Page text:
Canadian Survey on Disability, 2012
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A profile of persons with disabilities among Canadians aged 15 years or older
In 2012, almost 14% of the Canadian population aged 15 years or older—or 3.8 million individuals—reported a difficulty or impairment due to a long-term condition or health problem that limited their daily activities.
Women (15%) reported a slightly higher prevalence of disability than did men (13%). Disabilities related to pain (10%), flexibility (8%), and mobility (7%) were the most common, while more than three-quarters of persons with disabilities reported being affected by more than one type.
The prevalence of disability increased with age. The average age of onset was the early 40s. About 13% of persons with disabilities who were of working age (15 to 64 years) reported that they had been born with their disability.
A global severity score that takes into account all disability types, the level of difficulty, and the frequency of the activity limitation was developed to better analyze the situation faced by persons with disabilities. To make the global severity score easier to use, severity classes were established. About one-quarter of Canadians with disabilities were classified as having a very severe disability.
Less likely to be university graduates
While 27% of Canadians aged 25 to 64 years without disabilities had a university degree at the bachelor's level or higher, the figure among those with disabilities was 14%. The percentage with a university degree decreased as the severity of the disability increased.
Just under half of 25- to 64-year-olds whose disabilities existed before they completed school said that the condition influenced their choice of courses and career and 30% reported that it took them longer to achieve their current level of education.
Almost half of working-age adults with disabilities employed
Close to half (47%) of 15- to 64-year-olds with disabilities reported that they were employed, compared with 74% of those who were disability-free. More persons with disabilities (45%) were not in the labour force compared with those without disabilities (21%).
Just over one-quarter of Canadians with disabilities who were employed reported that their employer was not aware of it. Among the working-age population with disabilities, 24% required modified hours or days or reduced work hours.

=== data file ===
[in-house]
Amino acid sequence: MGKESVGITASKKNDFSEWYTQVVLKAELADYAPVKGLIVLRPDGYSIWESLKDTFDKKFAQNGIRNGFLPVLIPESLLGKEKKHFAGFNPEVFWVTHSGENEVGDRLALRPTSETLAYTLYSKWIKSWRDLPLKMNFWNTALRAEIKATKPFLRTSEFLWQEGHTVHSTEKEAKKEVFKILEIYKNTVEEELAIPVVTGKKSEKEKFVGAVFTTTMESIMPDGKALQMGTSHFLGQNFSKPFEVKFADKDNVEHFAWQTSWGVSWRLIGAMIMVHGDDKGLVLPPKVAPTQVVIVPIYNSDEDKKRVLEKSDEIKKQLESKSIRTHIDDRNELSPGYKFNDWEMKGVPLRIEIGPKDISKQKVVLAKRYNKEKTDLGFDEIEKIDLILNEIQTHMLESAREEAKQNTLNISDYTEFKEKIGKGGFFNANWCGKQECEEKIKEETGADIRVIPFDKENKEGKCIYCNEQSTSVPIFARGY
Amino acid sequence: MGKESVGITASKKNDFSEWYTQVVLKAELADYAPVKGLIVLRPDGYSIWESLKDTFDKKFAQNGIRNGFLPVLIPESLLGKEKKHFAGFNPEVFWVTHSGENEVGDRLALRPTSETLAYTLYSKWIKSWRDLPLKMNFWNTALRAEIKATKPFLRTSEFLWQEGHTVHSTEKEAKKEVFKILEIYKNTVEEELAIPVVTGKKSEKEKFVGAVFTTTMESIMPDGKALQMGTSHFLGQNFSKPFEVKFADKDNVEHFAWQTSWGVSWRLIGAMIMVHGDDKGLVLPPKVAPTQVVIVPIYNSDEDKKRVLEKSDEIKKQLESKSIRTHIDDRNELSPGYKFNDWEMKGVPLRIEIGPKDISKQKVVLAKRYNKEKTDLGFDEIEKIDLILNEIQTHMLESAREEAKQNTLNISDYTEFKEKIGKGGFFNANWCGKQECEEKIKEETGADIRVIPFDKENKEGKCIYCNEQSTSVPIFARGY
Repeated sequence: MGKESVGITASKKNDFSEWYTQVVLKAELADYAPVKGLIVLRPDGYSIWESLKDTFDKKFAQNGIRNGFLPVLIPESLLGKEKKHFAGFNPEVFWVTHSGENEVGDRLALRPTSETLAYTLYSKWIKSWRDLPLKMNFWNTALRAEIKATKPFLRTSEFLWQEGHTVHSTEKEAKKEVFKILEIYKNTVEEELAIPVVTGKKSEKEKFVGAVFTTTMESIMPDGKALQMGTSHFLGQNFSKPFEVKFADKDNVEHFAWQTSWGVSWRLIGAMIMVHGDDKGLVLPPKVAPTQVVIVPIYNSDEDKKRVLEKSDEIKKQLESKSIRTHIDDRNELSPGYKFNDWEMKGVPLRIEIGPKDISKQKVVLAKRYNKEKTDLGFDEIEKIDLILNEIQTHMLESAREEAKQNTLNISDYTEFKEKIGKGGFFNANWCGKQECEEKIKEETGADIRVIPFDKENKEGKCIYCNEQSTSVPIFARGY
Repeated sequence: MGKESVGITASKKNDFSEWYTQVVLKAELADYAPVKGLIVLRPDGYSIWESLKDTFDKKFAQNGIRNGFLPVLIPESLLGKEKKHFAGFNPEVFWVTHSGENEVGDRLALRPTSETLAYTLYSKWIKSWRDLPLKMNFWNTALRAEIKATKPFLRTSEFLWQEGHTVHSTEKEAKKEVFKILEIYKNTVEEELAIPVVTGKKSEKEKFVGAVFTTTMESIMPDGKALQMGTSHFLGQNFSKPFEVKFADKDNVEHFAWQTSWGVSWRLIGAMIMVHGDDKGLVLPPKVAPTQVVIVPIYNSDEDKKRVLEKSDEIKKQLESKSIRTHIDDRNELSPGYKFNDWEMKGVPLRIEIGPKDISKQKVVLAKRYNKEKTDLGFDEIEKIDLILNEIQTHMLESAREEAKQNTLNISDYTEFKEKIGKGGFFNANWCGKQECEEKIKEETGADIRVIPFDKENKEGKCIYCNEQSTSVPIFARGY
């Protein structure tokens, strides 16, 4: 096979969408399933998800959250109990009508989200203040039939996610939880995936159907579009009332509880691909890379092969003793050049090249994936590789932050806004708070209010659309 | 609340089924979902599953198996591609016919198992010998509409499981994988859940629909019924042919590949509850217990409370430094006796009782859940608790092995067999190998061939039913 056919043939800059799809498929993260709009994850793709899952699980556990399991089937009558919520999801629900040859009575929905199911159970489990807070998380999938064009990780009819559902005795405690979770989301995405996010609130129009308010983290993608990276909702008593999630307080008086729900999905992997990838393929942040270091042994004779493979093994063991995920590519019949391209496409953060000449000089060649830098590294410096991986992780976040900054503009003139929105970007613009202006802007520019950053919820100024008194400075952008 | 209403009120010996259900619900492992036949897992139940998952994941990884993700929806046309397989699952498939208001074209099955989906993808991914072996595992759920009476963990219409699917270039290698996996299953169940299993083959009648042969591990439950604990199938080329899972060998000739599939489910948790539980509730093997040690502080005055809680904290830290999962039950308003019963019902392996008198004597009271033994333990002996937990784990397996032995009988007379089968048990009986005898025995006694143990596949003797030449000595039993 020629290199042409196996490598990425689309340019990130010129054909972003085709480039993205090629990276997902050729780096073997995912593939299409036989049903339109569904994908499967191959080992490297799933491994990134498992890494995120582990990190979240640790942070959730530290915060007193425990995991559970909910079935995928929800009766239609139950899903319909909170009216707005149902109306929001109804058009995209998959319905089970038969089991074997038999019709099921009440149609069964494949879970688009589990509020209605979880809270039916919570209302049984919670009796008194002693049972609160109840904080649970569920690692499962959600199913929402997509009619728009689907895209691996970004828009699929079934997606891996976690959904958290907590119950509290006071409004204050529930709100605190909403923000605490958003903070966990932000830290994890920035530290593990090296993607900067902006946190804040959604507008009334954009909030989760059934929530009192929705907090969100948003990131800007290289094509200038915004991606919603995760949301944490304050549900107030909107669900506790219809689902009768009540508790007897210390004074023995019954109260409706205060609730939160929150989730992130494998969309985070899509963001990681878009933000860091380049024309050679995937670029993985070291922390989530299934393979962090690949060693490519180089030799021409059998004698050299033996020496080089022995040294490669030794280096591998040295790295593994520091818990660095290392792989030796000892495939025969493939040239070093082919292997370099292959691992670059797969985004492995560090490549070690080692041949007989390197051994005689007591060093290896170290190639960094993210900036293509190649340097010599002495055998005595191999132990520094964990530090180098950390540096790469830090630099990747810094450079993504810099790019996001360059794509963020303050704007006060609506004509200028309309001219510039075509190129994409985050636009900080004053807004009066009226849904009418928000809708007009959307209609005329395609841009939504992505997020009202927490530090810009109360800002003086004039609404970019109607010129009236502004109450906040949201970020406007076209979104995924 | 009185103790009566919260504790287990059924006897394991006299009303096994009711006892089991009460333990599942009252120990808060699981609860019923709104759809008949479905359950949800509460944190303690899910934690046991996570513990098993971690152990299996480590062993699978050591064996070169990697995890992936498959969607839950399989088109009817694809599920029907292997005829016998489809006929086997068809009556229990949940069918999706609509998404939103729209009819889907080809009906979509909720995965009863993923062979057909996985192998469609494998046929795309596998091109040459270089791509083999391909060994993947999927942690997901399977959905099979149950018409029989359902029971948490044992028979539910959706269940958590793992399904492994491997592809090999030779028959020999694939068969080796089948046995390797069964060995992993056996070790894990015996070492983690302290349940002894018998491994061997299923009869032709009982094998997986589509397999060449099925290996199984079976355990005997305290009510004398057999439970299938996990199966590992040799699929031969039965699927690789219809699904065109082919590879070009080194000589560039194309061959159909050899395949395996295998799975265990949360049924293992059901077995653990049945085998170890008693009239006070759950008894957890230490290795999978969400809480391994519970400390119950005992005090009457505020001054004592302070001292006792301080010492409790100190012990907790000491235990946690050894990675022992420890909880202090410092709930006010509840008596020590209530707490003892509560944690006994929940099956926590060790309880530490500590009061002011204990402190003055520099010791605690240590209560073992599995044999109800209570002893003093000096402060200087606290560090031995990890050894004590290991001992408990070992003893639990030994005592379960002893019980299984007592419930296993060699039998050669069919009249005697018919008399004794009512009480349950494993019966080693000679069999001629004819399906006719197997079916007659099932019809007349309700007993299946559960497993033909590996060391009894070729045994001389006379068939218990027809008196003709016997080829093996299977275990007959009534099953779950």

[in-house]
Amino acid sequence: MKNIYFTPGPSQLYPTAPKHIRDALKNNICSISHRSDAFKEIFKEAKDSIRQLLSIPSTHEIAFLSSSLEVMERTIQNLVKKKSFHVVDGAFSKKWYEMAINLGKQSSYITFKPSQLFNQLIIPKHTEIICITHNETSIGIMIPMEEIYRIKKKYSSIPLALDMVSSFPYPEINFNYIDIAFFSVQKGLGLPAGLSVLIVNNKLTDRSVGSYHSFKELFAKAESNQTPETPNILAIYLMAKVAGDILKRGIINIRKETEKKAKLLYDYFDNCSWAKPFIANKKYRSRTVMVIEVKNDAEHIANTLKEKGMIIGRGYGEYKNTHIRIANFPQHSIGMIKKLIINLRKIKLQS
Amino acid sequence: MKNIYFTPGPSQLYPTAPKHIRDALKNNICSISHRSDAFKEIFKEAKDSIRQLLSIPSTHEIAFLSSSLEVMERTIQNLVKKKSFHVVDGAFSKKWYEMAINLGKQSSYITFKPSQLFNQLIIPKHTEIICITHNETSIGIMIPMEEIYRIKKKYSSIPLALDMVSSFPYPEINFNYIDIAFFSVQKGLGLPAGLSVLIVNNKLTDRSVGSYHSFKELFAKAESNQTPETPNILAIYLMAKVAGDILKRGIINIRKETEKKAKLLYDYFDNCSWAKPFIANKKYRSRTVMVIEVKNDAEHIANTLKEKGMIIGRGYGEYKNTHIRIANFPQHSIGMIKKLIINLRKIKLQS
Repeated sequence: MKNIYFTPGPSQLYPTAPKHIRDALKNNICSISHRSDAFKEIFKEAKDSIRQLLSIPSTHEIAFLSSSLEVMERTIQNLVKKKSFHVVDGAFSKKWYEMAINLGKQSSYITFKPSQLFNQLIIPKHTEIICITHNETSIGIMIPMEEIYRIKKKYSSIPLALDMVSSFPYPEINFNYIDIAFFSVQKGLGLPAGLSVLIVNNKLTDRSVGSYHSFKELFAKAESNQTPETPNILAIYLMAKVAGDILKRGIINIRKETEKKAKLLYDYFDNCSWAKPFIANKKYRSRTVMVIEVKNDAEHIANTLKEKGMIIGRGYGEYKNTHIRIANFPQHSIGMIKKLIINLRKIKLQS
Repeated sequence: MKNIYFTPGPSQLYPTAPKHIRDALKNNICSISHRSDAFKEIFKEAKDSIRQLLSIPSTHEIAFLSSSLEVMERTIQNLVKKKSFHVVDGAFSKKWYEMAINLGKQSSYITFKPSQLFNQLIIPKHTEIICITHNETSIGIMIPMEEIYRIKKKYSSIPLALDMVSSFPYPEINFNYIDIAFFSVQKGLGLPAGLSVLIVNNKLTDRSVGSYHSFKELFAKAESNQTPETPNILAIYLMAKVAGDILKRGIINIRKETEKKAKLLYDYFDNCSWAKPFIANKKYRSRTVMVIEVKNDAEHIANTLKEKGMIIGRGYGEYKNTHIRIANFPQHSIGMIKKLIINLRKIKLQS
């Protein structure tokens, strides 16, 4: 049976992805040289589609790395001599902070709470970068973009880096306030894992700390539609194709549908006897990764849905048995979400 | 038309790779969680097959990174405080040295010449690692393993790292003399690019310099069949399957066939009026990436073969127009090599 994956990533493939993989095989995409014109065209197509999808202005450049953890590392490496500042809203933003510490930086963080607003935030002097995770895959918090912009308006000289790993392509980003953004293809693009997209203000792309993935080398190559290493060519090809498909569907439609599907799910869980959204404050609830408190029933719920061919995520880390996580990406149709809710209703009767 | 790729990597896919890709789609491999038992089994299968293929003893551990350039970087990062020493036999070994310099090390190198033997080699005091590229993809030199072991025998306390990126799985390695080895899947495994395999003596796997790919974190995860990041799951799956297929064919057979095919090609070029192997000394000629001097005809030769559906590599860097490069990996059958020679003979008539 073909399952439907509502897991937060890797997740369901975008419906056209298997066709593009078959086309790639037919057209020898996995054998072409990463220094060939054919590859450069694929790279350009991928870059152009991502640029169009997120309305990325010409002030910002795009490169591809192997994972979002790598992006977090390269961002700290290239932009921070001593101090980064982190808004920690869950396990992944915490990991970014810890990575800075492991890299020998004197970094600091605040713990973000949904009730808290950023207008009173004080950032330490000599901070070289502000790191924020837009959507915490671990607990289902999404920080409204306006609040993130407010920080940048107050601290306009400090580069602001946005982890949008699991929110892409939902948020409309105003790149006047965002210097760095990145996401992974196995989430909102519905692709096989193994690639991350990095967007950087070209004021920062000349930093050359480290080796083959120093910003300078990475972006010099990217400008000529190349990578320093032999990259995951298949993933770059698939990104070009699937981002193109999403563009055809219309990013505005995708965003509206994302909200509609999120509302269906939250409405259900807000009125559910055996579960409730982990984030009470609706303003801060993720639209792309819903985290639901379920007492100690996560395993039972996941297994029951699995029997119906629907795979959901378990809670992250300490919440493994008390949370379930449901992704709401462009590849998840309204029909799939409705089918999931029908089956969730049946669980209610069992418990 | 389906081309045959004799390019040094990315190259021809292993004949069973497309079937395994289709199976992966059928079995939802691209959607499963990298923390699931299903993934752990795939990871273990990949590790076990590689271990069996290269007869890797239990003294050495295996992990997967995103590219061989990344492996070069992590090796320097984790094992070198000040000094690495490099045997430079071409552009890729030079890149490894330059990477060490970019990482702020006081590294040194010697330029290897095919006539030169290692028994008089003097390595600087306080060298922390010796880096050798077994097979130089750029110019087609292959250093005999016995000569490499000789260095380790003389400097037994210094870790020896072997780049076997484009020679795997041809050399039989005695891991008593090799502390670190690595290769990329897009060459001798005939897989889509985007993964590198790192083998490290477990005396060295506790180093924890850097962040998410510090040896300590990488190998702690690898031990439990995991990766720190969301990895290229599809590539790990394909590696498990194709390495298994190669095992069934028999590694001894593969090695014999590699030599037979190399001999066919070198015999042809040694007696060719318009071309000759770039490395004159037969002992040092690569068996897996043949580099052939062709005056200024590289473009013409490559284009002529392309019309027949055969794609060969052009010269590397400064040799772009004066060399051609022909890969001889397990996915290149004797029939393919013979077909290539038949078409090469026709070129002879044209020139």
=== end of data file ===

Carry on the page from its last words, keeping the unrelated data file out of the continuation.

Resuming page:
Median total income of persons with disabilities $10,000 less than median for those without disabilities
In 2010, the self-reported median total income of Canadians aged 15 to 64 years with disabilities was slightly more than $20,000, compared with just over $30,000 for those without disabilities. Non-employment income (pensions, lump-sum payments or investment income) was the lone source of income for 37% of persons with disabilities aged 15 to 64 years.
Most use at least one aid or assistive device
More than 80% of persons with disabilities reported using at least one aid or assistive device. A slightly higher percentage of women (83%) than men (80%) used at least one aid or assistive device.
Just over one-quarter (27%) of Canadians with disabilities said there was at least one aid that they needed that they did not have. The prevalence of unmet needs for aids varied by age, peaking at 30% among 45- to 64-year-olds. Cost was the most commonly reported reason for unmet needs for aids or assistive devices.
Help with heavy household chores most common
Help with heavy household chores was the assistance most commonly received by persons with disabilities (49%). Family members were most often the reported source of help.
One-fifth regularly use public transit
Public transit was used by 20% of persons with disabilities, while 8% reported using specialized transit. The majority reported no difficulty using public or specialized transit, but this depended on the severity of the disability. For those with moderate disabilities, about 4% reported experiencing "a lot" of difficulty in using transit. This increased to 29% among those with very severe disabilities.
Note to readers
In this study, data from the Canadian Survey on Disability (CSD) are used to present a profile of Canadian adults whose daily activities are limited because of a long-term condition or health-related problem. The study provides information by type of disability, information on supports for persons with disabilities, and on their employment, income and participation in society.
The CSD was conducted in 2012 on the basis of a sample of persons who reported an activity limitation in the 2011 National Household Survey (NHS). The results of this study are therefore a combination of disability information collected as part of the CSD in 2012, with information from the 2011 NHS.
The report "A profile of persons with disabilities among Canadians aged 15 years or older, 2012," as part of Canadian Survey on Disability, 2012 (89-654-X), is now available from the Browse by key resource module of our website under Publications.
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